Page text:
Thank you for your letter of August 28th 2001. The main issue of our
complaint is as you have laid out in your letter.
I have enclosed some copies of various correspondence between our solicitor,
Michael Freeland, and a DEFRA solicitor, in which DEFRA have quite clearly
stated that "it was not within MAFF's powers to serve a Form A."
I have also enclosed the front page of our application for a Judicial Review
which was submitted to the London Administrative Court on June 29th 2001.
As far as I am able to understand the procedure of a Judicial Review, I
believe that our application is proceeding and we appear to have progressed
quite far down the line with it so far. However, my solicitor has told me
that certain papers, such as our detailed witness statement cannot be sent
to you as they are with the Judge, and would be sub - judicy. The witness
statement, however, is very detailed. It contains every sentence said by Mr
Fields on the phone and when he was on our farm. It also shows on detailed
building plans, where he was standing , and at what time these statements
We have not sought any publicity over our application so far as we do not
want to put any pressure on the Judge. If, however, we are granted a
Judicial Review, there will no doubt be some publicity, and we will not
hesitate to make clear that our decision to apply to the courts over the
contiguous cull is solely because of the actions of David Fields. If the
Judge finds in our favour, we will be taking further legal advice on taking
out a criminal prosecution against Mr Fields.
As requested, I have enclosed some maps which I hope will help to explain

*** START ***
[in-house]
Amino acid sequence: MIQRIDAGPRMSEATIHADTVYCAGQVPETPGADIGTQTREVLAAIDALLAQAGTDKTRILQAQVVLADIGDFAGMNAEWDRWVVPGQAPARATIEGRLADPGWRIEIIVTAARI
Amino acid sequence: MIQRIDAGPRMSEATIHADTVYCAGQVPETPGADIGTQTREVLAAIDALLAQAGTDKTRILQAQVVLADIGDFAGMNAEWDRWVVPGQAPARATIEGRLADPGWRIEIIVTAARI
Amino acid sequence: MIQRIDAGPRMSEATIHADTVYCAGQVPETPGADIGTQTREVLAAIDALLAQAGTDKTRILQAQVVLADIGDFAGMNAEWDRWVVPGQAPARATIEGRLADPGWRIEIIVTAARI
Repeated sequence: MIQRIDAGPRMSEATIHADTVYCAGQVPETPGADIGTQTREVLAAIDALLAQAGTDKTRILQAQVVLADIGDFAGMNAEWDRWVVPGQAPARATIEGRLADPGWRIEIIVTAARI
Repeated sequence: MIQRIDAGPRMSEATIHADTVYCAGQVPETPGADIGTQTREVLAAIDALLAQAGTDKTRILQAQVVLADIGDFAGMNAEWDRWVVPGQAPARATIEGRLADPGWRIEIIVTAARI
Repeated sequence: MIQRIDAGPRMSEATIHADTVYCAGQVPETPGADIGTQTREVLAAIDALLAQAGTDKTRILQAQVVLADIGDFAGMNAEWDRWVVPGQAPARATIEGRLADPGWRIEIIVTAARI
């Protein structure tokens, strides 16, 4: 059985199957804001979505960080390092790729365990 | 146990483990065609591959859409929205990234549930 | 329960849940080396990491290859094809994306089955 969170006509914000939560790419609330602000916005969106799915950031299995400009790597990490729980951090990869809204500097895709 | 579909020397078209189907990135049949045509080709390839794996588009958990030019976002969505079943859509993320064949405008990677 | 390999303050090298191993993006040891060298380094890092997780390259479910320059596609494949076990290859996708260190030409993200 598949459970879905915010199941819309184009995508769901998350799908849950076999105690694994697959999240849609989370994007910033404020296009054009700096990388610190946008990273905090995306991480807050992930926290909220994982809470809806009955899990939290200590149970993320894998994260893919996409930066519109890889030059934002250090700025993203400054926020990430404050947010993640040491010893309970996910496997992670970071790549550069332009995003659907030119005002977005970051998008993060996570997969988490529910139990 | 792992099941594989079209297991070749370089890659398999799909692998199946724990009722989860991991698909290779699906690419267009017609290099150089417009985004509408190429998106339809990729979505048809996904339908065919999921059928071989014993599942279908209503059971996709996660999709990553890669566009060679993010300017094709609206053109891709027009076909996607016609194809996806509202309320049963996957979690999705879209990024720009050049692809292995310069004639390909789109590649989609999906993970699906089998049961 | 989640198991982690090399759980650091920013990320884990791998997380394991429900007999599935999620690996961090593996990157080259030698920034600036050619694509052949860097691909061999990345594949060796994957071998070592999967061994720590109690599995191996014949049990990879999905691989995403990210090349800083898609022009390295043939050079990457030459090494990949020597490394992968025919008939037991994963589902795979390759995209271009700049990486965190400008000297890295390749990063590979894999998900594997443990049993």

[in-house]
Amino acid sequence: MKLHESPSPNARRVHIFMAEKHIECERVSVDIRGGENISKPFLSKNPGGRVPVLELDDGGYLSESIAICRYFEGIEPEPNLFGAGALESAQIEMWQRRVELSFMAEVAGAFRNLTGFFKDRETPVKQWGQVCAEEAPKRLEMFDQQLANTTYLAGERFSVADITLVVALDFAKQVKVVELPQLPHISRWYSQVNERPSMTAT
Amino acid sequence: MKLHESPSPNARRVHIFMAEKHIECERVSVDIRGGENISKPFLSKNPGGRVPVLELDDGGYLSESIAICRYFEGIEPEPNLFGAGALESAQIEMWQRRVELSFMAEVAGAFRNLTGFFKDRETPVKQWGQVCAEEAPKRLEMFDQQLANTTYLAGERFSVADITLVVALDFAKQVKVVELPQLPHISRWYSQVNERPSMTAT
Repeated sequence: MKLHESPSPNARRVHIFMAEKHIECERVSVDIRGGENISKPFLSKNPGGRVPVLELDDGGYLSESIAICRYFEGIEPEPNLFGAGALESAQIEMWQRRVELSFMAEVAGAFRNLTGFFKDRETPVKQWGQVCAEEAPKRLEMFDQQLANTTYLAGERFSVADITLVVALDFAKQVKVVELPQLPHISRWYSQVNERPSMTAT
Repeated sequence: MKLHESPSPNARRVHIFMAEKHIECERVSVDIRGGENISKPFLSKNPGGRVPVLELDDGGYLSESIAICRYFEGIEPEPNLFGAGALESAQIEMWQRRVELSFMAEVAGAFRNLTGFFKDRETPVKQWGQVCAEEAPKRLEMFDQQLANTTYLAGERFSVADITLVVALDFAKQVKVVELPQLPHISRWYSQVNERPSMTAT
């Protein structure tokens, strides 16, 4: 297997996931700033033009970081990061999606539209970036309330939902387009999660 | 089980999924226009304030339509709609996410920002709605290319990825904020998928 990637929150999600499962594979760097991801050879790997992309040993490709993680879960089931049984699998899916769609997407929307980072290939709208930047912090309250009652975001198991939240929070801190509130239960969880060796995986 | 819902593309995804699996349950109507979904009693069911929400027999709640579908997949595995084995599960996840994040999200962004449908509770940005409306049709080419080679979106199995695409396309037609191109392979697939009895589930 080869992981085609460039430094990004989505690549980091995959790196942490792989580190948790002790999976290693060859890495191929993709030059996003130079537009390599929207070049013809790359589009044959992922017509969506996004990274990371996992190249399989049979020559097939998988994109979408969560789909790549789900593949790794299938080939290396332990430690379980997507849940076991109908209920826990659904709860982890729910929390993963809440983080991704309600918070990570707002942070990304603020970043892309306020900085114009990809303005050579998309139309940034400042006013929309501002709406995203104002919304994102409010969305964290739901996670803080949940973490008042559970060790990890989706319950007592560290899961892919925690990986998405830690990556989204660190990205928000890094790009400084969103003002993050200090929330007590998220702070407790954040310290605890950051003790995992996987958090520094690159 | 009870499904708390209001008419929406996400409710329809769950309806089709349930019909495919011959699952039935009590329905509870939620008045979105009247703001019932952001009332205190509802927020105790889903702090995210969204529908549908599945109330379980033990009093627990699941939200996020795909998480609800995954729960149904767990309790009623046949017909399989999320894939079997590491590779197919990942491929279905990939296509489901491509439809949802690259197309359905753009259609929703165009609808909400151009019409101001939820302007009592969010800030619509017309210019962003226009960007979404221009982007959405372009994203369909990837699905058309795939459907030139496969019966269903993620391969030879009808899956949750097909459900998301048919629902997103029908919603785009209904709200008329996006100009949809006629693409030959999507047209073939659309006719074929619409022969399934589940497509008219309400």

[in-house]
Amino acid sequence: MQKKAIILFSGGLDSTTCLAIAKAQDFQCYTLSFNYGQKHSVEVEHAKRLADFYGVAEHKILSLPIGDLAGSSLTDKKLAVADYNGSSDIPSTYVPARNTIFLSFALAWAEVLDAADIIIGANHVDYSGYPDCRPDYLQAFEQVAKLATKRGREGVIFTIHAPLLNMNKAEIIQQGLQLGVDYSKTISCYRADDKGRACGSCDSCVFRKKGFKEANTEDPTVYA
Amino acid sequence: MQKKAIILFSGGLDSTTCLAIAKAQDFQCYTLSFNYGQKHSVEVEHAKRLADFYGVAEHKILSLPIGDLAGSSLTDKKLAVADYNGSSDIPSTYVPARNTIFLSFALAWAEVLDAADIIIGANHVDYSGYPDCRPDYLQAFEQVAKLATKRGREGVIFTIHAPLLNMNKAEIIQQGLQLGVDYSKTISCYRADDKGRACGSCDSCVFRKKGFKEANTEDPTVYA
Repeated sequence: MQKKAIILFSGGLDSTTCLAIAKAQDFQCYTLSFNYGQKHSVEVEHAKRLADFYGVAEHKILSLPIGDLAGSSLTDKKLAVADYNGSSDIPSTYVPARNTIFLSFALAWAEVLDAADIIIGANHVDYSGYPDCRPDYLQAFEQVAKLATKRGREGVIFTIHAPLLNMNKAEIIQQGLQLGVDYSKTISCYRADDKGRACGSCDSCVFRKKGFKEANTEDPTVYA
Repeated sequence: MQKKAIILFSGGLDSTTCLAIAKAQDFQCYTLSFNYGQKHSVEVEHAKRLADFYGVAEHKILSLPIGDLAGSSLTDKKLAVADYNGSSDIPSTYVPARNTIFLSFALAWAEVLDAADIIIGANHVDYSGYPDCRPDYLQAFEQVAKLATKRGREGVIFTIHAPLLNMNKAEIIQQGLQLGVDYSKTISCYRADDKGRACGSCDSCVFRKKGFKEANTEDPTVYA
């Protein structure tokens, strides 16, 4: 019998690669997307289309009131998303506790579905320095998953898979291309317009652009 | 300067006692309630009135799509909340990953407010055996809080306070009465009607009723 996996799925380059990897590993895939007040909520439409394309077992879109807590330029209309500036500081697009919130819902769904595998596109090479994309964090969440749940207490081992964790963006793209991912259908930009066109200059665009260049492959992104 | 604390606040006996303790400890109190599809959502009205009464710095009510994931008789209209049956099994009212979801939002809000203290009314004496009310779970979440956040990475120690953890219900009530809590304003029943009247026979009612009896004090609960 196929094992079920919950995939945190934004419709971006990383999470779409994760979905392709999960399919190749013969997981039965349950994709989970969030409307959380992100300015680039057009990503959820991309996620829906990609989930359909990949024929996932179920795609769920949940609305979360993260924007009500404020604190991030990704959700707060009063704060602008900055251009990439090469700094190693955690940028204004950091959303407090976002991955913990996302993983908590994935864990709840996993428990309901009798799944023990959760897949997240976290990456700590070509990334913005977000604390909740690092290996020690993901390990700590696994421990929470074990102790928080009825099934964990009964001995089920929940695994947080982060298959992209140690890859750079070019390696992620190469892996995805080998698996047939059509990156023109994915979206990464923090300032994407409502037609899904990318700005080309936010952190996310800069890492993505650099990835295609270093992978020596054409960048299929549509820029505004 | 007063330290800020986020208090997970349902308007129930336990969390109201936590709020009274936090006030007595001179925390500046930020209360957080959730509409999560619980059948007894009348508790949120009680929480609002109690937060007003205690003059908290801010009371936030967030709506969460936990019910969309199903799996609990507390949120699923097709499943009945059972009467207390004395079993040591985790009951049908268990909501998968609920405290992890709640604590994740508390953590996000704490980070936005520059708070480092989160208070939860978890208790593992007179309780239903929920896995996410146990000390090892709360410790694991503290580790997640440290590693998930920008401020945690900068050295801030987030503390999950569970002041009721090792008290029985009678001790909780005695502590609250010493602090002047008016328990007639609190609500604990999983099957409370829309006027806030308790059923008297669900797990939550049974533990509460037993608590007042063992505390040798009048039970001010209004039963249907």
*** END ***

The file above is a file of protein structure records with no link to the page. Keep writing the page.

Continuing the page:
the location of the outbreak farm, our farm and some of the other contiguous
farms which were not culled. These other farms were placed under D Forms,
their pigs, cattle and sheep were blood tested negative to F&M and were
given E Forms about two months ago. Not only were all our cows and sheep
slaughtered by Mr Fields, but we are still under an A Form. The
Administrative Court also has aerial photographs taken from a helicopter
three weeks after the culling, of sheep, cattle and outdoor pigs on the
unculled contiguous properties. We have been deeply traumatized by seeing
our five cows, who were pets and all aged 15 years and were home-bred, shot,
but the sight of seeing our sheep shot when they had only started lambing
four days before the cull, is something which we will never recover from.
The Administrative Courts have all the relevant paperwork showing evidence
from the tree planting company that there were no sheep beyond the red line
on our field map from mid January 2001 and our local vet that our 5 cows
were housed from mid October 2000, and also that our lambing ewes were
housed six weeks prior to the outbreak. I have also enclosed a copy of an
email sent to me by a farmer in Bridgerule, Devon, whose MAFF vet behaved
in the correct way on a contiguous property, during the same time period.
It is obviously very difficult to explain the field locations and boundaries
to someone in London. Five months after the outbreak at West Witheven the
only person who has been on our farm has been David Fields and his slaughter
crew. No other MAFF/DEFRA official or vet has been on our farm. Mr Fields
only walked 50 yards down to our first field gate from the buildings which
are at the top of the farm. He refused to even enter the first field, let